March 15, 2021
Indigenous lecture series welcomes reconciliation and ally educator Paulette Regan
The UCalgary Indigenous Strategy, ii’ taa’poh’to’p, calls on us all to learn more, do more, and reflect upon our place as “good neighbours” in the journey toward reconciliation. For Dr. Paulette Regan, PhD, reconciliation between non-Indigenous and Indigenous Peoples is “not something an ally can ever say is finished.” Moving forward with reconciliation requires a commitment to continuous growth, an open heart and a reflective mindset, she says. In this way, the restoration of Indigenous and non-Indigenous relations requires honesty, cultural humility and listening with the heart, which may lead to difficult truths.
When starting the journey of becoming an ally in reconciliation, “we can begin by doing our own decolonizing within ourselves first,” says Regan, director of research for the Truth and Reconciliation Commission of Canada. For her, decolonizing boils down to asking oneself if what one is doing can genuinely be considered decolonization. “It’s about challenging your thinking and reflecting on everything from within and outside yourself,” Regan says.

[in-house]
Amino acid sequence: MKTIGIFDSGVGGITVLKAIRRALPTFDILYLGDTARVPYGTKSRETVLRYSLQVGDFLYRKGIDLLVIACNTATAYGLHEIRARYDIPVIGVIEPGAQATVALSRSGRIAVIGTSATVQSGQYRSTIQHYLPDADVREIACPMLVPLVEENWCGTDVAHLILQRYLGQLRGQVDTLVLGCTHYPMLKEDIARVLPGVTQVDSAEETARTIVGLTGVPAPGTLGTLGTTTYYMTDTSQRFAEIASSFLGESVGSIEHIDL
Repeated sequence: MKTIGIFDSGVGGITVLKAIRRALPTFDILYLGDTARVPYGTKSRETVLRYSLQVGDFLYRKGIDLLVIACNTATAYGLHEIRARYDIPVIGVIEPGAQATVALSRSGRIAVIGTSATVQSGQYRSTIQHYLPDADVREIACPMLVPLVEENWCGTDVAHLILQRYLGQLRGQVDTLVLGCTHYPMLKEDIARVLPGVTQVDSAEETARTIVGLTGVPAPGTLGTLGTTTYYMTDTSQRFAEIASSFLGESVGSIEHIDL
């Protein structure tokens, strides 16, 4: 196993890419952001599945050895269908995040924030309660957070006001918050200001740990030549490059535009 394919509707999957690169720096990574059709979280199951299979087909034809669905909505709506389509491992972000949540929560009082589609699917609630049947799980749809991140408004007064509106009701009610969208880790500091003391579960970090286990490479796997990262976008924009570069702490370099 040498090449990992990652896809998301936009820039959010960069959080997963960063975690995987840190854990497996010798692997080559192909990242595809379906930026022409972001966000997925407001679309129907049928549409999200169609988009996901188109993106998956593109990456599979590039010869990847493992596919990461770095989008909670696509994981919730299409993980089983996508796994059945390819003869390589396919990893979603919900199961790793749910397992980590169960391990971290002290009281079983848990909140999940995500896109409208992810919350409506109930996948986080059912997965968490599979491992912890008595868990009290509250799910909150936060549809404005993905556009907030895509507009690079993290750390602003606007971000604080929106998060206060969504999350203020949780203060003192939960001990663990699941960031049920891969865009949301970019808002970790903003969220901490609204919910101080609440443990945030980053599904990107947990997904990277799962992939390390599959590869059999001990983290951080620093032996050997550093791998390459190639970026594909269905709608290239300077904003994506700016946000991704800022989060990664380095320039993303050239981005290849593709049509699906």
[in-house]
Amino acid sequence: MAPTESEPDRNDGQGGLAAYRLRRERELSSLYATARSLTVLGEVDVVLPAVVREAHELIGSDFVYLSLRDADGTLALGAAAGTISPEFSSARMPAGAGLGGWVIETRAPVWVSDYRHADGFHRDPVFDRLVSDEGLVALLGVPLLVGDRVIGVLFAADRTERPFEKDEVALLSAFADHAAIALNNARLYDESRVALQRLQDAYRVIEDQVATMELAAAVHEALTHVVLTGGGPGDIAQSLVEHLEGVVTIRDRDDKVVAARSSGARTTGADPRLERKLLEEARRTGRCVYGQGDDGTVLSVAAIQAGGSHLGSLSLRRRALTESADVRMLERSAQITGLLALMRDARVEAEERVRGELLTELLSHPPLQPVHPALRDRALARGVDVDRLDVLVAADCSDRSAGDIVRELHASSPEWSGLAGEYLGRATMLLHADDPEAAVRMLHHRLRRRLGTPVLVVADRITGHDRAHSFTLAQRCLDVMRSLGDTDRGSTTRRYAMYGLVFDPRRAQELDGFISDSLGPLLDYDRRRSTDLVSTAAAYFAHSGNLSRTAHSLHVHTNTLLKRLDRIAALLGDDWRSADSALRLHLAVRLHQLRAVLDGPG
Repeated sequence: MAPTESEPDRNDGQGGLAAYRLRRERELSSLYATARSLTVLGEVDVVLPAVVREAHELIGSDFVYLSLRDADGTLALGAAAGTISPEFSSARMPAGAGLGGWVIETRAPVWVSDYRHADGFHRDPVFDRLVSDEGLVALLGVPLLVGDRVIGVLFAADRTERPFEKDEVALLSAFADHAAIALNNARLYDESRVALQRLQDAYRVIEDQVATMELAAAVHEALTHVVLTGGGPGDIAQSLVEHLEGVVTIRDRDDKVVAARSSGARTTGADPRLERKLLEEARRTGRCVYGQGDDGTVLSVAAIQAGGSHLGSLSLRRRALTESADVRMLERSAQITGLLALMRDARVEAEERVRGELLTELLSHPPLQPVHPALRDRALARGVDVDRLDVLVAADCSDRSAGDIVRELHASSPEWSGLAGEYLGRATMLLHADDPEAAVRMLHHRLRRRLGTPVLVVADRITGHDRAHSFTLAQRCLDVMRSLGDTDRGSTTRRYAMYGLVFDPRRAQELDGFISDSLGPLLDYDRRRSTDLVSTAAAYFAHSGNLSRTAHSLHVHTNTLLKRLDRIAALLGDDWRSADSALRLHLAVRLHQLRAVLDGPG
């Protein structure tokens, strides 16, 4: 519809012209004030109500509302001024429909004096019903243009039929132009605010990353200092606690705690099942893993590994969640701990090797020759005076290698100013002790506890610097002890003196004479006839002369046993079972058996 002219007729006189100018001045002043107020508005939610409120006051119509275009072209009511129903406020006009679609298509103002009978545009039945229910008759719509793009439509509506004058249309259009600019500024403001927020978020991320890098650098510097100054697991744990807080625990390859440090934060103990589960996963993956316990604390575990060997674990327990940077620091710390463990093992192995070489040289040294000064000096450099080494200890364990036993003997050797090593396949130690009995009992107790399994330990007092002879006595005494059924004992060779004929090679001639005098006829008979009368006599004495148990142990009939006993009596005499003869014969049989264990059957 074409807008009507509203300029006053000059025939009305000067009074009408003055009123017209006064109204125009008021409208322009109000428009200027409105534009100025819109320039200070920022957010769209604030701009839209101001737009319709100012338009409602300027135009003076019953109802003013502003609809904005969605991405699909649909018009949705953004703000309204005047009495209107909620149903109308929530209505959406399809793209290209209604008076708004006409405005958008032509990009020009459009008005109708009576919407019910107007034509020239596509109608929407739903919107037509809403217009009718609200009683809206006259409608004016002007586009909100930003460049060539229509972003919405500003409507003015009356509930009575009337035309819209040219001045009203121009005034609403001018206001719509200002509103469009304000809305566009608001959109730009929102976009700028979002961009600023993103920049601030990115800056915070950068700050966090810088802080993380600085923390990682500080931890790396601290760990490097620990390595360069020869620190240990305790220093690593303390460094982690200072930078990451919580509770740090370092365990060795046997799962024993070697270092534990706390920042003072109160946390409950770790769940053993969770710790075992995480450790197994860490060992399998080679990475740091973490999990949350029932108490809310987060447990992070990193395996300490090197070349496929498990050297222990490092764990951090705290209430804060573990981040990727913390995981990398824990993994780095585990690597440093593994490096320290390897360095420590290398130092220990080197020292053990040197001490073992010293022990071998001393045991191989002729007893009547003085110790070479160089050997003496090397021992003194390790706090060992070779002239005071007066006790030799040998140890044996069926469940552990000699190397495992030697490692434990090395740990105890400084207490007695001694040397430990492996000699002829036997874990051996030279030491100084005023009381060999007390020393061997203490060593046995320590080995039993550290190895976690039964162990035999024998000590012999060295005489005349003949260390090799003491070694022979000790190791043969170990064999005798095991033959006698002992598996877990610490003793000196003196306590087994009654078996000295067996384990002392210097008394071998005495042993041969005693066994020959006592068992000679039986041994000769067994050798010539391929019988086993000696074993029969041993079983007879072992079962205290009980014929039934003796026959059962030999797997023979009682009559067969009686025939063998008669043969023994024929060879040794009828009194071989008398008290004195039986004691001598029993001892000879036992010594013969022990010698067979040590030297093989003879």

The title of Regan’s 2010 book, Unsettling the Settler Within, is a nod to the discomfort of self-examination that needs to occur before an ally’s good intentions can result in respectful, mindful, and respectful action A considerable part of the ongoing reconciliation and decolonization process is the uncomfortable, yet vital way allies should learn to understand themselves in situations when they feel uneasy and possibly in a challenging position.
Being an ally requires constant reflection, Regan says. “What we do with those emotions says a lot about our thinking process, and that, rather than shutting down or turning away, we can use the unsettling as a learning opportunity to grow,” she says.
The work of allyship is a constant demonstration in collaboration, and is an ongoing dialogue.
– Paulette Regan
This final lecture in the Indigenous Knowledge Public Lecture Series event, titled Importance of Allies in Transformative Reconciliation, will discuss perceptions and standpoints on decolonization and Indigenization, leading toward transformative reconciliation. It is hosted by Dr. Michael Hart, UCalgary’s vice-provost of Indigenous engagement.
ii’ taa’poh’to’p, the University of Calgary’s Indigenous Strategy, is a commitment to deep evolutionary transformation by reimagining ways of knowing, doing, connecting and being. Walking parallel paths together, “in a good way,” UCalgary is moving toward genuine reconciliation and Indigenization.